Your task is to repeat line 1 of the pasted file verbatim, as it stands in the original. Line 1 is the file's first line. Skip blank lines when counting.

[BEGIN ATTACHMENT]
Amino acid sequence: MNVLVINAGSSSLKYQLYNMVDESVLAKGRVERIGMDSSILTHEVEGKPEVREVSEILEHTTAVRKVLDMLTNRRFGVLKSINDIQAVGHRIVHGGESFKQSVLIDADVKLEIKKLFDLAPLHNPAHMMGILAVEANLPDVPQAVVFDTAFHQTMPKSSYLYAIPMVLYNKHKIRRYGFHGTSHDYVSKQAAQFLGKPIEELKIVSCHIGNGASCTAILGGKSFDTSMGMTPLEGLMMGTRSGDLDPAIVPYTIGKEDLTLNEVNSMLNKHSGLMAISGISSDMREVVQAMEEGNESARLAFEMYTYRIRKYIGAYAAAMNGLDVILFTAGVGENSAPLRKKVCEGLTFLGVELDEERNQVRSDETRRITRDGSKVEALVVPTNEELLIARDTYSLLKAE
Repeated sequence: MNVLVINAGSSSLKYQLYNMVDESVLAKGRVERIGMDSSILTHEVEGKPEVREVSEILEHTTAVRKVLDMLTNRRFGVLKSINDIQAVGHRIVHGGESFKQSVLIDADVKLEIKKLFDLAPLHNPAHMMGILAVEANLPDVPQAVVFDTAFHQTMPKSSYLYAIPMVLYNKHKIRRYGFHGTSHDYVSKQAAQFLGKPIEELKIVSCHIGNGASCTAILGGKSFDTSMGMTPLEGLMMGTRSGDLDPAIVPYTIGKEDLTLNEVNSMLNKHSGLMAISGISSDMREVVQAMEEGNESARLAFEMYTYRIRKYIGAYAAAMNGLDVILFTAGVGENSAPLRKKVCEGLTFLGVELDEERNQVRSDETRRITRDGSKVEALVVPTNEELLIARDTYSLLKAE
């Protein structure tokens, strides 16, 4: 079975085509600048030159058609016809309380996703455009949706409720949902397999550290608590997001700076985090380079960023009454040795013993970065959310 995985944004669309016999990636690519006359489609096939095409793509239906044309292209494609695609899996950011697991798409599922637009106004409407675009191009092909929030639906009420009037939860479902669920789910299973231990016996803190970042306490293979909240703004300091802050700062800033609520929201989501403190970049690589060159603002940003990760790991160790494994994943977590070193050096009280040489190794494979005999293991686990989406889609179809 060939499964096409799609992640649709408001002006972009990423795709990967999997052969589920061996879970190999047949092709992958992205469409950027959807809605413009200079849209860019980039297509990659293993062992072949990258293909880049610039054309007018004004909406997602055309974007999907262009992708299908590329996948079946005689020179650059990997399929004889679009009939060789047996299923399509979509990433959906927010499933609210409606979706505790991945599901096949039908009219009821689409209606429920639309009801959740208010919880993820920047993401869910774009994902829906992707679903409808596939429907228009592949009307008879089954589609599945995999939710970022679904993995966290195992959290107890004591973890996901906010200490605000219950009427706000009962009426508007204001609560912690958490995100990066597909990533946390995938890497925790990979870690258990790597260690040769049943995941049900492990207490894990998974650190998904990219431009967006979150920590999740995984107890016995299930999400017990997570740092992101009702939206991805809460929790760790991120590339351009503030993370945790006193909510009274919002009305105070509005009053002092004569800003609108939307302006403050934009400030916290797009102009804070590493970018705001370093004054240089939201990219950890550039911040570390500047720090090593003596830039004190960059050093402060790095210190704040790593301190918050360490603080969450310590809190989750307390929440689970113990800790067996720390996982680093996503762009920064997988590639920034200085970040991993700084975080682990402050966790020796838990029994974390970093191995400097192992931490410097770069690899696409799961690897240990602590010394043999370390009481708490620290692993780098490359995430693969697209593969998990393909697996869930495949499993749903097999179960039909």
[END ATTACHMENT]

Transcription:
Amino acid sequence: MNVLVINAGSSSLKYQLYNMVDESVLAKGRVERIGMDSSILTHEVEGKPEVREVSEILEHTTAVRKVLDMLTNRRFGVLKSINDIQAVGHRIVHGGESFKQSVLIDADVKLEIKKLFDLAPLHNPAHMMGILAVEANLPDVPQAVVFDTAFHQTMPKSSYLYAIPMVLYNKHKIRRYGFHGTSHDYVSKQAAQFLGKPIEELKIVSCHIGNGASCTAILGGKSFDTSMGMTPLEGLMMGTRSGDLDPAIVPYTIGKEDLTLNEVNSMLNKHSGLMAISGISSDMREVVQAMEEGNESARLAFEMYTYRIRKYIGAYAAAMNGLDVILFTAGVGENSAPLRKKVCEGLTFLGVELDEERNQVRSDETRRITRDGSKVEALVVPTNEELLIARDTYSLLKAE